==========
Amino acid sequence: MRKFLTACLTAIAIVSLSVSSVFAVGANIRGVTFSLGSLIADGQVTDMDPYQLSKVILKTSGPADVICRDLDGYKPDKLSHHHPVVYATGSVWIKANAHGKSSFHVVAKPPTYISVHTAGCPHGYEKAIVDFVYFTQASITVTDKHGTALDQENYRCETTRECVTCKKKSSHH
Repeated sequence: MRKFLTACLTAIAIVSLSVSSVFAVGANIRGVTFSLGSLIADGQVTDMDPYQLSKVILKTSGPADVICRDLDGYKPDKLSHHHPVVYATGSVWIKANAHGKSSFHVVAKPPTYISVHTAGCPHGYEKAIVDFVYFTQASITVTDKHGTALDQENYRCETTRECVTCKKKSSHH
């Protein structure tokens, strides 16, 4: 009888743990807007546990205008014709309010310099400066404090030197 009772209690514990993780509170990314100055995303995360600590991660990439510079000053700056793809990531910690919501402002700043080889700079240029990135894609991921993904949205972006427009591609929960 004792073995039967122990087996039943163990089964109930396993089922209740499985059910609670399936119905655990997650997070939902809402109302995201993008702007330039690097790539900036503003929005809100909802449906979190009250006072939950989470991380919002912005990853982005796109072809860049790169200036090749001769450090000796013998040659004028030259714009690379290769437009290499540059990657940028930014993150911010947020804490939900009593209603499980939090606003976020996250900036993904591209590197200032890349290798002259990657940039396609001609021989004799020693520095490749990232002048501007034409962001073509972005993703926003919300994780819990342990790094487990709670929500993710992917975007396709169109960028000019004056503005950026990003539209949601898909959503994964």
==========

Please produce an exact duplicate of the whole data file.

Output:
Amino acid sequence: MRKFLTACLTAIAIVSLSVSSVFAVGANIRGVTFSLGSLIADGQVTDMDPYQLSKVILKTSGPADVICRDLDGYKPDKLSHHHPVVYATGSVWIKANAHGKSSFHVVAKPPTYISVHTAGCPHGYEKAIVDFVYFTQASITVTDKHGTALDQENYRCETTRECVTCKKKSSHH
Repeated sequence: MRKFLTACLTAIAIVSLSVSSVFAVGANIRGVTFSLGSLIADGQVTDMDPYQLSKVILKTSGPADVICRDLDGYKPDKLSHHHPVVYATGSVWIKANAHGKSSFHVVAKPPTYISVHTAGCPHGYEKAIVDFVYFTQASITVTDKHGTALDQENYRCETTRECVTCKKKSSHH
């Protein structure tokens, strides 16, 4: 009888743990807007546990205008014709309010310099400066404090030197 009772209690514990993780509170990314100055995303995360600590991660990439510079000053700056793809990531910690919501402002700043080889700079240029990135894609991921993904949205972006427009591609929960 004792073995039967122990087996039943163990089964109930396993089922209740499985059910609670399936119905655990997650997070939902809402109302995201993008702007330039690097790539900036503003929005809100909802449906979190009250006072939950989470991380919002912005990853982005796109072809860049790169200036090749001769450090000796013998040659004028030259714009690379290769437009290499540059990657940028930014993150911010947020804490939900009593209603499980939090606003976020996250900036993904591209590197200032890349290798002259990657940039396609001609021989004799020693520095490749990232002048501007034409962001073509972005993703926003919300994780819990342990790094487990709670929500993710992917975007396709169109960028000019004056503005950026990003539209949601898909959503994964």